It's not my homework, it's not my project. It's yours. Just aqquired a hood ornament, after hours of research. I still cant identify it. It looks like a devil with pointed ears and has a cape on. He has his thumb touching his nose. I have seen sevetal similar but no cape on. Just wondering if you'd heard of this I have two Chrysler Imperial hood ornaments You have mistaken me for a hood ornament expert. I am not. I simply posted a good ID guide to them. Then I dropped the mic The Jet Hood ornament that you have displayed as a Mercury Was the same designed also used with Mercury? I haven't any idea. I just posted a good ID guide, that's it. Until I find a better one on the internet, I'll leave it up. I haven't ever bought a book about them, and to get answers for what you're asking about, you'll probably need to.

Or, get to talking to an expert if you can either find one, or become one. I just want to let you know that the Hood ornament you have pictured as the Mercury is a GMC truck hood ornament, it was a dealer installed option. I didn't make this guide, I posted it to share with everyone who wants to try and identify the things they've found in garage sales, or the attic. It's got some mistakes, but, no one has mentioned where ANY other good visual guide is online. Six and a half years since I posted this, a million or more views, and NO ONE has ever mentioned any other online guide that is as good, or better.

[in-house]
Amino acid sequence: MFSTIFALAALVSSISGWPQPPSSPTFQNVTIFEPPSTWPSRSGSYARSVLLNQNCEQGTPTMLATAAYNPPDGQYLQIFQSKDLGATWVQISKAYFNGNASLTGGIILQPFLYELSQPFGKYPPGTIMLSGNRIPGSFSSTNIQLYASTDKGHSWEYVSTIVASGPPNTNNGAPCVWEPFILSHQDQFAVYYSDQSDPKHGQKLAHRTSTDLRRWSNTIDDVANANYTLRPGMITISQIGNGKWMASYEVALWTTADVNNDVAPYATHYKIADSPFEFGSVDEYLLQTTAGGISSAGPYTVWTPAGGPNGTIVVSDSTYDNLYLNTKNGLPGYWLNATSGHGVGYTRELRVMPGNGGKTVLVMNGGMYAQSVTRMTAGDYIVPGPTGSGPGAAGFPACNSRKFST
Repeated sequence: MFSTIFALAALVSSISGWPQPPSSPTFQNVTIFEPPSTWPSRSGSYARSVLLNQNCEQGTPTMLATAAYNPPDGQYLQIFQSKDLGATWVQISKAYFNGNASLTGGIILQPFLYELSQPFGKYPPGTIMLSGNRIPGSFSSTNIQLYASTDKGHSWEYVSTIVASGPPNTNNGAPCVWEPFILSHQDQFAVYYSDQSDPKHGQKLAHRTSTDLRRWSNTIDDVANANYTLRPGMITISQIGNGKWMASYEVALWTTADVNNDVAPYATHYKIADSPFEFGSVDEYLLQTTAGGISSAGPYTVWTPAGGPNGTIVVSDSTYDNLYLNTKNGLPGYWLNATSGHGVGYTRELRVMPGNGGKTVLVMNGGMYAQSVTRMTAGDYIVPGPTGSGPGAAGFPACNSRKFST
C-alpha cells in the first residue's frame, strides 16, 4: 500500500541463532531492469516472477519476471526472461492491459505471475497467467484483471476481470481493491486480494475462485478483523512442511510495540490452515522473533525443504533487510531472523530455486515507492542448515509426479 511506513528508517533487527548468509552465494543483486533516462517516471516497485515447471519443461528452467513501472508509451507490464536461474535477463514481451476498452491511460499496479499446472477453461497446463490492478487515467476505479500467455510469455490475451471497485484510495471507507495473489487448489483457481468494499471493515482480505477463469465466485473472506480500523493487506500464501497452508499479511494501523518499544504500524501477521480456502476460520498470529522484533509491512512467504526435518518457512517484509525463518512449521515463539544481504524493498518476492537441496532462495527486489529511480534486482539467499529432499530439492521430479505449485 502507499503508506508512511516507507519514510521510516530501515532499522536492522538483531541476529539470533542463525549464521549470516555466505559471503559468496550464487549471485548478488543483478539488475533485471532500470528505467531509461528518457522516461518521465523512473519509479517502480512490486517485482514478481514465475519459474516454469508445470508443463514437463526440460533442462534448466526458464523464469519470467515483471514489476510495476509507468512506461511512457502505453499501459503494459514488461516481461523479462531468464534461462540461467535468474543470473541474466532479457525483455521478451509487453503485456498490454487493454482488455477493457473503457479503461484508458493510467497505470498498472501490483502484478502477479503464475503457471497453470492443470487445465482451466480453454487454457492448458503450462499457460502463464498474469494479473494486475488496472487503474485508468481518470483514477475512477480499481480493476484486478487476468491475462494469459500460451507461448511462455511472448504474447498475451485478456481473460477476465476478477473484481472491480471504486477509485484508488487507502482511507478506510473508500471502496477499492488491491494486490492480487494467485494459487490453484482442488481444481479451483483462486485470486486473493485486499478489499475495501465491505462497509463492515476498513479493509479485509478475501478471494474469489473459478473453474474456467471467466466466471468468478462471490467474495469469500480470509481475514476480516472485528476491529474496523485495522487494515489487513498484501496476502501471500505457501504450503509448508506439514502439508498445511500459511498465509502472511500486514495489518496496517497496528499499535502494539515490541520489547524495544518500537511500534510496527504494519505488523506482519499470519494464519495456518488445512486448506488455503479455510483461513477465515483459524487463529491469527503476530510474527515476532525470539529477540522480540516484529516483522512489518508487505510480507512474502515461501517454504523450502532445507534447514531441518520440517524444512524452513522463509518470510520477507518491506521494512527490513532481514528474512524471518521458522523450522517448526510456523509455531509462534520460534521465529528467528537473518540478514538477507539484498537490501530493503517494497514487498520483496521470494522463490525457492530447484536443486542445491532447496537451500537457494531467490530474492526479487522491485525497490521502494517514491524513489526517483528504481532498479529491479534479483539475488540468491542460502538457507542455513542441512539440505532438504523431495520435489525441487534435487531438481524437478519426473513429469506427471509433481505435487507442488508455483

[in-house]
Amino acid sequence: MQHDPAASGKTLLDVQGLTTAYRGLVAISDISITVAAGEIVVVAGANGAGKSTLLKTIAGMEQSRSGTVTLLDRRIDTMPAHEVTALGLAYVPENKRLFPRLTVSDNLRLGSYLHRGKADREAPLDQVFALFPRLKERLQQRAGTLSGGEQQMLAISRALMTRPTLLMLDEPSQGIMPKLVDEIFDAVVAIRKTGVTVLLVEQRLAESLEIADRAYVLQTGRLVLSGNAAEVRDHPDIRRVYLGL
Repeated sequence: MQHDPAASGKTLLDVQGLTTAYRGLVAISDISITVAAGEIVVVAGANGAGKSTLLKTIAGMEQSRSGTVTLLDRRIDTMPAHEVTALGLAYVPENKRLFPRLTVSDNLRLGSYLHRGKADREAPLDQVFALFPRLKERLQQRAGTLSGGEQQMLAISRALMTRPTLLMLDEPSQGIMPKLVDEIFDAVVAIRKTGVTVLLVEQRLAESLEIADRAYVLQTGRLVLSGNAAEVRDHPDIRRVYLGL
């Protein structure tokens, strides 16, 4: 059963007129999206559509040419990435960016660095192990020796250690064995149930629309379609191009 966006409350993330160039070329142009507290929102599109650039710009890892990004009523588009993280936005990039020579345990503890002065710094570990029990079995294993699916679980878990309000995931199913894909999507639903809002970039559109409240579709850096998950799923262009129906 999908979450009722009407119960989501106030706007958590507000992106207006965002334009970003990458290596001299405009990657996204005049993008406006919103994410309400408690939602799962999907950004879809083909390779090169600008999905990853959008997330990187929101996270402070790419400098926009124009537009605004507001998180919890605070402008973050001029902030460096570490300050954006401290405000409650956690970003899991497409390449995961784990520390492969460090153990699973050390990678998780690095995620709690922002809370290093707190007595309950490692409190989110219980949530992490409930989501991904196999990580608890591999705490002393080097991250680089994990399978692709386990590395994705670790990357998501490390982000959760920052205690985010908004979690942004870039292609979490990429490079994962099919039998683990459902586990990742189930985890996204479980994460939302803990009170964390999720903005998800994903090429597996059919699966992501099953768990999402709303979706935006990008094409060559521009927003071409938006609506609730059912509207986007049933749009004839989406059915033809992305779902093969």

Until someone makes a better one, I'll have to keep this posted for what good it CAN do, and hope that sooner or later all the errors are found, and reported, and someone can fix them on the next version. Gday bud ive recently cleaned out the old mans shed and found the hood in the 10th pic from the bottom in the bottom right corner its labeled as holden australia if you could tell me what car it came from it would be grate cheers bud. I have no information that isn't on that image. Sorry, you'll have to look that up yourself, it's not my homework.

I just posted the pages of hood ornaments in hopes they would help others, and I'm sorry they haven't helped you more, but it's not my mission to look up everyone's yard sale find and tell them what it's from. It's simple to find out what your piece came from, google australian hood ornaments, then google holden hood ornaments, then keep doing that, and searching and looking until you find a match. Or go to a car museum and ask them. Thanks for referencing my site Jane's Classic Car Photos! I just saw an aftermarket ornament the owner did not know about and so far I have been unable to document its origins.

It's a pretty detailed bird, like the Packard Cormorant but with far more detail. Wondering who might have some ideas on it. She asked me too. Looks like an aftermarket piece, JC Whitney type. The wings are together and the finish didn't fare well through the years, so my guess is low quality, aftermarket, and close enough to Packard or other factory pieces to sell in enough quantity to be worth making for a small company. She hit me up too. I told her the same thing I just told you. If it were a factory piece, it wouldn't take long to identify. All those factors are why I state clearly in my post title, and in the text in the post, "don't ask me, I don't know" and use the available resources to do your own homework.